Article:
Last Updated on May 6, 2015, by eNotes Editorial. Word Count: 465
Although Gay was evidently aware of the pitfalls associated with writing a mock-heroic poem on the simple topic of walking the streets of London and entitling it an art—inviting his readers to compare it with Horace’s Ars Poetica (the art of poetry, c. 17 b.c.e. )—, he clearly saw his...
(The entire section contains 465 words.)
See This Study Guide Now
Start your 48-hour free trial to unlock this study guide. You'll also get access to more than 30,000 additional guides and more than 350,000 Homework Help questions answered by our experts.
Although Gay was evidently aware of the pitfalls associated with writing a mock-heroic poem on the simple topic of walking the streets of London and entitling it an art—inviting his readers to compare it with Horace’s Ars Poetica (the art of poetry, c. 17 b.c.e.)—, he clearly saw his endeavor as having some utilitarian value for country folk and others who were less familiar with London thoroughfares than he was. His intent was to be of help to the uninitiated and the inexperienced, and he acknowledged toward the conclusion of his poem, “Yet shall I bless my labours, if mankind/ Their future safety from my dangers find.” His didacticism is therefore quite clear: He wants to be a guide, to be helpful—a commendable intention for a poet or a friend when in need. The reader is thus well disposed toward the poet and is ready to accept his guidance and even his predispositions and prejudices.
The issue or concern at the heart of the poem is the safety of a neophyte tourist in London, sightseeing on foot by day or night, in all the seasons. While the subject might seem devoid of poetic possibility, Gay’s selection of particular subject matter provides the basis for the poetry—rather than mere verse—to be found in almost all sections. Edgar Allan Poe argued in The Poetic Principle (1849) that there is no such thing as a long poem—that in actuality a long poem is a series of minor poems, each deserving that name only to the extent that it excites by elevating the soul. There are numerous exciting and elevating sections in Trivia that complement the ironic and bathetic sections, and over the centuries the preponderance of critical reaction has been that the former are the more numerous.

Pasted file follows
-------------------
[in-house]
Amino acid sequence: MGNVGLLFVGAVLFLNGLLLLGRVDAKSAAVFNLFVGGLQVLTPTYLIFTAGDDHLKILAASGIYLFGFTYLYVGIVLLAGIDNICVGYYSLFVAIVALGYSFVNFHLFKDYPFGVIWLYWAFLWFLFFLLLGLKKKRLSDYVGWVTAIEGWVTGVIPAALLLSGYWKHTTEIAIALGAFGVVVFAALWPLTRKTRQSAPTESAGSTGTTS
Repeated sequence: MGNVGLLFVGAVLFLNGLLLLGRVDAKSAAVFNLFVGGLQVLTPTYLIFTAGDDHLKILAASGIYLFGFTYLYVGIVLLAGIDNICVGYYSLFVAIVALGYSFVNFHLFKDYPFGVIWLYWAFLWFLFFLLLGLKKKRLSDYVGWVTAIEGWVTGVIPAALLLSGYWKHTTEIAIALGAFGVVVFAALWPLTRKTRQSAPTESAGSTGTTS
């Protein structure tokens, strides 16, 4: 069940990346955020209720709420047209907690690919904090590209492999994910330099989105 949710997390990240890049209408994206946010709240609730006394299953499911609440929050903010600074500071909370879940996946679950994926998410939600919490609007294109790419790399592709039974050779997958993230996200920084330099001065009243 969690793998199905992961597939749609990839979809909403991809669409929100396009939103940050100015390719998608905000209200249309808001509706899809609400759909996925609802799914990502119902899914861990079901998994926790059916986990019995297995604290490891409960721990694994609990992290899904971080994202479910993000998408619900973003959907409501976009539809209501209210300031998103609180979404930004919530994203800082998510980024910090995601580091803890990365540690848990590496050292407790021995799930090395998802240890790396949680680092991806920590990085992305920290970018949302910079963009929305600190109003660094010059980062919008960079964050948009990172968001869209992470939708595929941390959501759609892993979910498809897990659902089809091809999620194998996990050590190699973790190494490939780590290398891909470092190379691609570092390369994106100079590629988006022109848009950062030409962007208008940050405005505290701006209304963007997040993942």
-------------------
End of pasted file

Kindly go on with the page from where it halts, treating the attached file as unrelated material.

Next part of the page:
Trivia has been praised as a literary burlesque and as a serious social document, a detailed picture of eighteenth century life in a great metropolis. It was drawn by a writer with considerable life experience at both extremes of the social scale, one acquainted both with life in rural Devonshire and with the manners and affectations of the aristocracy.
It has been declared to be the finest mock-georgic in English and to be the greatest poem on London life in English literature. Perhaps these descriptions are somewhat too generous in their praise, but it must be allowed that Gay’s accomplishment is great: He shifted the subject of poetry from the country to the city, from the ancient to the contemporary, from the exalted to the lowly, and he did so with clear-sighted realism, a refreshing cynicism, and a tolerable irony. Moreover, he never forgot that the social classes are interdependent, a theme that pervades his Fables and The Beggar’s Opera as well.